Uncertain altruism and the provision of long term care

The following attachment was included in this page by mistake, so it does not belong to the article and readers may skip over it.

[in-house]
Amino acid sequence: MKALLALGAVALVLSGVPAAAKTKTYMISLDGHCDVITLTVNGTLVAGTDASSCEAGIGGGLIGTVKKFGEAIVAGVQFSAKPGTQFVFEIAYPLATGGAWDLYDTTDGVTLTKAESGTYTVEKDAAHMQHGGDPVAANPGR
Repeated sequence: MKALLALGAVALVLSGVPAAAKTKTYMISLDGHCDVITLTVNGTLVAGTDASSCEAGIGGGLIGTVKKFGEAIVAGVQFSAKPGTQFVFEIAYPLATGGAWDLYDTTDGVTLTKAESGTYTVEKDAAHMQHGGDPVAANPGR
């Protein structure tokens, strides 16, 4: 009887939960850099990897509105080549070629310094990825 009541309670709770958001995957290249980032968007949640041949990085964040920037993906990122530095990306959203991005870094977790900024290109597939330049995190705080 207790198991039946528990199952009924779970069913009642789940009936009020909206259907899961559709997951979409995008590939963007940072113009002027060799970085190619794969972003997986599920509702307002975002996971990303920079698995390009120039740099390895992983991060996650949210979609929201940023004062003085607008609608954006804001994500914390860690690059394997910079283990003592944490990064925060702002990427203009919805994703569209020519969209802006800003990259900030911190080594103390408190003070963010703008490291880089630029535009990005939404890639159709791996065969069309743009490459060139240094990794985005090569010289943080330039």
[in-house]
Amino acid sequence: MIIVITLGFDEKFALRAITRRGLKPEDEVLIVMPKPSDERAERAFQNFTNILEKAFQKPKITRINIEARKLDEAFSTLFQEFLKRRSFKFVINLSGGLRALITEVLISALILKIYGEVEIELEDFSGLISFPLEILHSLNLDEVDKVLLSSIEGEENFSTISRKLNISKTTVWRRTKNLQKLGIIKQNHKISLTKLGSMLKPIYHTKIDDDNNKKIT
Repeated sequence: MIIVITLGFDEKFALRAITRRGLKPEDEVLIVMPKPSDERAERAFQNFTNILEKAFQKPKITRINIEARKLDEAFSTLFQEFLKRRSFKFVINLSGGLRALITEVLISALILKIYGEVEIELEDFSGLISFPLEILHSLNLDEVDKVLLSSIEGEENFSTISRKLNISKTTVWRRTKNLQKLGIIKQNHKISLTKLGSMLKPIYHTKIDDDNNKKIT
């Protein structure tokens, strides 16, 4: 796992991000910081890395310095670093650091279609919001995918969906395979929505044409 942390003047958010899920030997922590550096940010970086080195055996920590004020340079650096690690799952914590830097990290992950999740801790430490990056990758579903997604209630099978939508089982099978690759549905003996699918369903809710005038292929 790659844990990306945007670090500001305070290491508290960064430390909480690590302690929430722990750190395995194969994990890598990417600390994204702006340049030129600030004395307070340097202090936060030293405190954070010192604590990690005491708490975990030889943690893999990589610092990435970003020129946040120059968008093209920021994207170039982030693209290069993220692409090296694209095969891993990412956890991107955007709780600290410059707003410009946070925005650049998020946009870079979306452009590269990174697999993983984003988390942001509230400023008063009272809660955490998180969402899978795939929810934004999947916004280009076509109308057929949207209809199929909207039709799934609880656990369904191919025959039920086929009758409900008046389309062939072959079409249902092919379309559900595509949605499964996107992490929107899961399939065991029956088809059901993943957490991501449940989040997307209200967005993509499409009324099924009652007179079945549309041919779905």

This paper studies the role of private and public long term care (LTC) insurance programs in a world in which family assistance is uncertain. Benefits are paid in case of disability but cannot be conditioned (directly), due to moral hazard problems, on family aid. Under a topping up scheme, when the probability of altruism is high, there is no need for insurance. At lower probabilities, insurance is required, thought not full insurance. This can be provided either privately or publicly if insurance premiums are fair, and publicly otherwise. Moreover, the amount of LTC insurance varies negatively with the probability of altruism. With an opting out scheme, there will be three possible equilibria depending on the children’s degree of altruism being “low,” “moderate,” or “very high”. These imply: full LTC insurance with no aid from children, less than full insurance just enough to induce aid, and full insurance with aid. Fair private insurance markets can support the first equilibrium, but not the other two equilibria. Only a public opting-out scheme can attain them by creating incentives for self-targeting and ensuring that only dependent parents who are not helped by their children seek help from the government.
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